Punic War Battle

Saturday the local HMGS-South group played a fictional Punic War battle using Battlesystem.

Battle of Salamis, 306 BC

Saturday the local HMGS-South group played a game of Hail, Agrippa! at the Dogs of War shop. The Hail, Agrippa! rules are a modification of Hail Caesar published in Issue 66 of ‘Wargames, Soldiers and Strategy’ magazine. [Hail Agrippa! rules link]

The scenario was based on the Battle of Salamis (Crete), 306 BCE fought between an Antigonid fleet led by Demetrius and a Ptolemaic fleet led by Ptolemy in person. The main source for the battle is Diodorus.

The units in the game (4 models on a base) represent about 10 ships each. Miniatures are primarily Langton 1:1200 and Navwar 1:1200, with a few Valiant 1:900 and scratch-built ships.

As described in Diodorus, the Antigonid fleet deploys first, and the Ptolemaic fleet second.


Diadochi Era Siege Ship


This is a very speculative attempt to model a double-hulled ship carrying a siege tower in 1/1200 scale. Demetrius I Poliorcetes or Lysimachus may have used something like this for siege operations against cities in the early 3rd Century BCE. See Chapter 6 of “The Age of Titans” by Murray.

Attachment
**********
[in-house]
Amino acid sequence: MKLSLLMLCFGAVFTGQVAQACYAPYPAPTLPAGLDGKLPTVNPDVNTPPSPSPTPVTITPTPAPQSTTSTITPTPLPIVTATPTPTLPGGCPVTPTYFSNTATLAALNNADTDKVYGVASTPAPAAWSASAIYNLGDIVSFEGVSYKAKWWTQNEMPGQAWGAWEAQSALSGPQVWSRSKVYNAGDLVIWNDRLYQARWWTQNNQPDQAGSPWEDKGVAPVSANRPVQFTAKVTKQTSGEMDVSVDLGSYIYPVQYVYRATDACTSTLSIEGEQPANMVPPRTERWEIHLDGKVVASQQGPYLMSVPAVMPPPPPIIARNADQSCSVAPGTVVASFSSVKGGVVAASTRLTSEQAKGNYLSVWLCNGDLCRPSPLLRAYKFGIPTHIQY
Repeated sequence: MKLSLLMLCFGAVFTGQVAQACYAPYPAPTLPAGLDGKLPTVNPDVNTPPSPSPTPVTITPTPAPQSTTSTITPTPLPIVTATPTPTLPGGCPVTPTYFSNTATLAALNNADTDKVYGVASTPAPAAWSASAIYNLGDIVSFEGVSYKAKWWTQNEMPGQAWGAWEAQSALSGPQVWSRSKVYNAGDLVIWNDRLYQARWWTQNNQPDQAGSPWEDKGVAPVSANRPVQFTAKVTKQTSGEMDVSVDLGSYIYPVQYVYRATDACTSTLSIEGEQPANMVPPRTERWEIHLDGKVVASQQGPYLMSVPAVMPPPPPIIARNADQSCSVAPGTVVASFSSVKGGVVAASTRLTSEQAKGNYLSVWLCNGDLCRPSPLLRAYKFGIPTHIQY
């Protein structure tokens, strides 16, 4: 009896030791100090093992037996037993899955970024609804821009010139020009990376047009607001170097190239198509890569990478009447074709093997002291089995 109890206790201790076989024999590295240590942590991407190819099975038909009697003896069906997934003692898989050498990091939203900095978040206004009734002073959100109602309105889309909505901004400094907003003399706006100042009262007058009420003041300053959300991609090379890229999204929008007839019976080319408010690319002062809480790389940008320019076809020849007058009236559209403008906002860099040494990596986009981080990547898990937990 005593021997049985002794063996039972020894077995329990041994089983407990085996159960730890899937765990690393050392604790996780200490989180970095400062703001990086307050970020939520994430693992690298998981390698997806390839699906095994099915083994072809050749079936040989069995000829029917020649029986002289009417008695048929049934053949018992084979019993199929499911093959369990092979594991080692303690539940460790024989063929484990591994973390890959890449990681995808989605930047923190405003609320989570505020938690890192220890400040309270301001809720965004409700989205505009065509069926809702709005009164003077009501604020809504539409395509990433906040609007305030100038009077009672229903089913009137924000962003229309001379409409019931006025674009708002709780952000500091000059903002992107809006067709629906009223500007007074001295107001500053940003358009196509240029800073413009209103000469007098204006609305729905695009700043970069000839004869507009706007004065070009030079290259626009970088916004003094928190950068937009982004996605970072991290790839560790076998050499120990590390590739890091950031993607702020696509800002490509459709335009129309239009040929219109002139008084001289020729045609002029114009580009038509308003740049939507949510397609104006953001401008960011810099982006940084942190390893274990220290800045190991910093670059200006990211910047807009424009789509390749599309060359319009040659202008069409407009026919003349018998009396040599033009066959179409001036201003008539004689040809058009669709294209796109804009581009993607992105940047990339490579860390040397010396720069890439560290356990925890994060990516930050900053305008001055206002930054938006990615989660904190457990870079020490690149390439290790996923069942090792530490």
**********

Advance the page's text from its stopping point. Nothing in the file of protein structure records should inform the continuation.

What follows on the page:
The model uses the hulls of two 1/900 scale Ramming Speed ships by Valiant Enterprises. The tower is 30 meters tall in 1/1200 scale, or about 3/4 of the estimated height of Helepolis.


1/1200 Ancient Naval Basing

The 1/1200 scale ancient ships were temporarily re-based for Hail, Agrippa! simply by sticking the old individual bases to cardboard. In order to use the same ships for various game systems, they are being fitted with rare earth magnets. Custom 40 mm x 130 mm magnetic hardboard bases were made by Good Ground LLC. The magnetic material on the bases is intended for transport using steel drawers. Here they are being used upside down so the rare earth magnets on the ships will stick. This allows for variations in the type, number and positions of ships.

[Edit: Since the Good Ground bases are magnetic, a piece of ferrous metal on the bottom of the ship model works as well or better than a rare earth magnet. My recent ships have been built using a small zinc-plated steel washer or a square of tin-plated steel sheet. This is easier and cheaper than the magnets.]